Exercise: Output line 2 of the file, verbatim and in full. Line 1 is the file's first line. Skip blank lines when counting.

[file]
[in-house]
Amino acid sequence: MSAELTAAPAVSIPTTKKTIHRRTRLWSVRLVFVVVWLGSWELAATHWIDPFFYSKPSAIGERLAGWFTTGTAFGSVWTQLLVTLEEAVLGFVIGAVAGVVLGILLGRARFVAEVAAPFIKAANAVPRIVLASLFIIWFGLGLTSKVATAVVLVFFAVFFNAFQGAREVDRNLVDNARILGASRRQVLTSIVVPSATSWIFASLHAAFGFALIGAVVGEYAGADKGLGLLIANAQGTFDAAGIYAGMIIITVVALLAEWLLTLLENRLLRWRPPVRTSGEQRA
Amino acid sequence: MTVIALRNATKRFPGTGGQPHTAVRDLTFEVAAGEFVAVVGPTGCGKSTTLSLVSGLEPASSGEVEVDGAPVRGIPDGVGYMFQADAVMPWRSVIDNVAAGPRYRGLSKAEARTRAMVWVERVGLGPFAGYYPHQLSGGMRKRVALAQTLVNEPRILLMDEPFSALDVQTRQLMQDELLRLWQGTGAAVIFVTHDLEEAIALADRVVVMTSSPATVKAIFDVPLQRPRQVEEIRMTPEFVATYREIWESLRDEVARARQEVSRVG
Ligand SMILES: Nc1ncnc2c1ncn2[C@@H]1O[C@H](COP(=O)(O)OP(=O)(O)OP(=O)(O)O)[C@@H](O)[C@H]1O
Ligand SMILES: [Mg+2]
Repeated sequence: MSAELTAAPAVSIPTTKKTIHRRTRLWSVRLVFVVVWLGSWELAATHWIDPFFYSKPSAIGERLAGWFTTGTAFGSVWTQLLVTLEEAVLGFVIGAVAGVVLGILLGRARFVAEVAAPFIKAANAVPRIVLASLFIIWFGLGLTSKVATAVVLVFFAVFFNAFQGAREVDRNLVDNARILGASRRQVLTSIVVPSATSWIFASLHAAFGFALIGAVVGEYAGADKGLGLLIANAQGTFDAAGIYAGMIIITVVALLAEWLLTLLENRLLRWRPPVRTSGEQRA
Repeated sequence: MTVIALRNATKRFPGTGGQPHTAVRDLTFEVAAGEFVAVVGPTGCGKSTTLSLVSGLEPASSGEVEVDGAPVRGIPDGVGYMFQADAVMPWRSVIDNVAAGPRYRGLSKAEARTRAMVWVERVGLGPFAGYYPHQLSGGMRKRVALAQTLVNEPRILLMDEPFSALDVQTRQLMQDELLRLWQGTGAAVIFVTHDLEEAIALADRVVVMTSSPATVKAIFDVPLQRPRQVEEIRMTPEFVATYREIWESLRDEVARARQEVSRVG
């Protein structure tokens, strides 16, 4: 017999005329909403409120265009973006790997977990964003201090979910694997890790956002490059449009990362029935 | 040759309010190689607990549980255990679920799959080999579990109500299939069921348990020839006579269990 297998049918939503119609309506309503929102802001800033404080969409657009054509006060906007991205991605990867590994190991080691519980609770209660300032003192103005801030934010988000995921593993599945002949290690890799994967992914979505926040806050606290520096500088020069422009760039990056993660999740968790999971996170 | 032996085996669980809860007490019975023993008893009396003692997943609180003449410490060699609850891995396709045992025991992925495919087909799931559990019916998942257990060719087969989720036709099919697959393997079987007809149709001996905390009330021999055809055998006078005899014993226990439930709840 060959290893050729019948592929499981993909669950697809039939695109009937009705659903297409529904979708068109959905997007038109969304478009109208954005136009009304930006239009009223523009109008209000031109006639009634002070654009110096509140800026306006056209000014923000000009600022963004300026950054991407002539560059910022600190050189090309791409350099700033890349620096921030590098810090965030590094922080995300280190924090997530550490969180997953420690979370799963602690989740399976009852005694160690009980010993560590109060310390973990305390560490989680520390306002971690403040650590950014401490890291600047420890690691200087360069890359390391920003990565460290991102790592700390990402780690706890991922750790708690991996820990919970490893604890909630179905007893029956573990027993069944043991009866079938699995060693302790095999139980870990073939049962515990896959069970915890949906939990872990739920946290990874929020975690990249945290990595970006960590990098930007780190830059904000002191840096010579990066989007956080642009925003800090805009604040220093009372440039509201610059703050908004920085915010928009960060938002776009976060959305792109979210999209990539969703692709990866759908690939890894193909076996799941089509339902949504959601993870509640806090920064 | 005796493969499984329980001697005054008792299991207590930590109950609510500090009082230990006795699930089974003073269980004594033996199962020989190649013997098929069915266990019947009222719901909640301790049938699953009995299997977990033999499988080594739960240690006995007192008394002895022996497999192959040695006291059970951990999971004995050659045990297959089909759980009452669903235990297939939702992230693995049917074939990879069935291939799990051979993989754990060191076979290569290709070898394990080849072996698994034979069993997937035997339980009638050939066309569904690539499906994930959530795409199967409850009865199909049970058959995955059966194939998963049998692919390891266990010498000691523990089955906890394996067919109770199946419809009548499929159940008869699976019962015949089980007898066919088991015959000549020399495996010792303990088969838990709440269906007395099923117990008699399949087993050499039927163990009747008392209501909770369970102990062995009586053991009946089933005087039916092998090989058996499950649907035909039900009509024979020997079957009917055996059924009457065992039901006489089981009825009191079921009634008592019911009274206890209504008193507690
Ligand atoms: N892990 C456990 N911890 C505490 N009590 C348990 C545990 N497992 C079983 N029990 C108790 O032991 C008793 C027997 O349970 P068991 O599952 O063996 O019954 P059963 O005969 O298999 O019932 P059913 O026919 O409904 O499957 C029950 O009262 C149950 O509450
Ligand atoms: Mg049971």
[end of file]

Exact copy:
Amino acid sequence: MSAELTAAPAVSIPTTKKTIHRRTRLWSVRLVFVVVWLGSWELAATHWIDPFFYSKPSAIGERLAGWFTTGTAFGSVWTQLLVTLEEAVLGFVIGAVAGVVLGILLGRARFVAEVAAPFIKAANAVPRIVLASLFIIWFGLGLTSKVATAVVLVFFAVFFNAFQGAREVDRNLVDNARILGASRRQVLTSIVVPSATSWIFASLHAAFGFALIGAVVGEYAGADKGLGLLIANAQGTFDAAGIYAGMIIITVVALLAEWLLTLLENRLLRWRPPVRTSGEQRA